Of the total population of 10.2 million, 2.4 million are 19 years or younger, roughly evenly divided by sex. The school population was 2,254,000 in the year 2000, with 399,000 children enrolled in preschool, 778,000 in primary school, 779,000 in secondary school, and 298,000 in higher education, of whom 128,000 were in universities and 170,000 in non-university institutions. The rapid aging of the Belgian population is evident in the numbers of school age children. In only five years, compared with the 1995-1996 school year, enrollments have declined from 428,000 to 399,000 in preschool, although higher education enrollments are still rising somewhat. In the following two decades, the pupil-teacher ratio will likely decrease in primary and secondary schools.
The education system is divided in four general parts: preschool education for ages 21/2 to 6, primary education for ages 6 to 12, secondary education for ages 12 to 18, and tertiary education in both university and nonuniversity format averaging four years. The general school year starts in September for preprimary through secondary education and in the second week of October at universities. School holidays and vacations include Christmas and Easter vacations, several single-day holidays, such as Armistice and Labor Days (November 11 and May 1, respectively), and summer vacation starting on July 1.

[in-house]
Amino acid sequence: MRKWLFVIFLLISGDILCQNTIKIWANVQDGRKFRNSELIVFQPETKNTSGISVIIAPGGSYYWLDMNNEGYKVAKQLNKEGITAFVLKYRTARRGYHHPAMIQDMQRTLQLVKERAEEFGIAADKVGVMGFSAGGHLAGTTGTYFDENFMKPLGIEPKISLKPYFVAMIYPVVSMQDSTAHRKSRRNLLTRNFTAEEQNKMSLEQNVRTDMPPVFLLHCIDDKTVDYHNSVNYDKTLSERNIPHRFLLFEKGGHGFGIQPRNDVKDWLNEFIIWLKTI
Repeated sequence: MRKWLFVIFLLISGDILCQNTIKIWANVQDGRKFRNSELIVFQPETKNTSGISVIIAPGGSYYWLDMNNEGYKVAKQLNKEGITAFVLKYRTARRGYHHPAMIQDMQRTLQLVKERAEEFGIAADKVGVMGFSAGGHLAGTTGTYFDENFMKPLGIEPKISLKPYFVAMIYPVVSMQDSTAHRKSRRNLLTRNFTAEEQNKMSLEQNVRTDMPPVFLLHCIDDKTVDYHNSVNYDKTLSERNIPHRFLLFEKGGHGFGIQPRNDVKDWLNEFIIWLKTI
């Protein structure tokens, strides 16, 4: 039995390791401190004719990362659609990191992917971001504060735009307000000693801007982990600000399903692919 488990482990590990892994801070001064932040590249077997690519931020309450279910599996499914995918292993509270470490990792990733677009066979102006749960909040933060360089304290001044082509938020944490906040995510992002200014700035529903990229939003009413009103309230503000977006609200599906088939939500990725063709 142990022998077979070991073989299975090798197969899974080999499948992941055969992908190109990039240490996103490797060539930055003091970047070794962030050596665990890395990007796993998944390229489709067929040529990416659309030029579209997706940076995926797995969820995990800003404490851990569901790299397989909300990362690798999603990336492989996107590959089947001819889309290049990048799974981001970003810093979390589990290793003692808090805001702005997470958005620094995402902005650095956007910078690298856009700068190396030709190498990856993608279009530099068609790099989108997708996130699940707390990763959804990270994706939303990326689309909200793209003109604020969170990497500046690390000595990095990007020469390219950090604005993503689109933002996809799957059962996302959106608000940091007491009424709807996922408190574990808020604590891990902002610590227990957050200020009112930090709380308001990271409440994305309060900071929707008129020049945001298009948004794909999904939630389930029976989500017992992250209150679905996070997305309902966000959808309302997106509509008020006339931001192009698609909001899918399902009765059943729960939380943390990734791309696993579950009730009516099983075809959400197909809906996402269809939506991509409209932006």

Owing originally to Article 17 of the Constitution of 1831 (which was retained as Article 24 in the new constitution), Belgium has more private than public schools, and almost all private schools are government subsidized. Federalization of education in 1989 gave the communities authority to organize education with federally provided financial resources and gave them very few areas of decision-making under federal control. The federal government determines the length of compulsory education, the minimum requirements for obtaining diplomas, and pensions and other benefits of teachers. Although at the community level the education authorities can set their own time tables, curriculum, and teaching methods, education has remained fairly comparable across the three communities. Belgian educators are well aware of the need to retain high standards in education, and to maintain its strong position among the world's 15 main trading nations.
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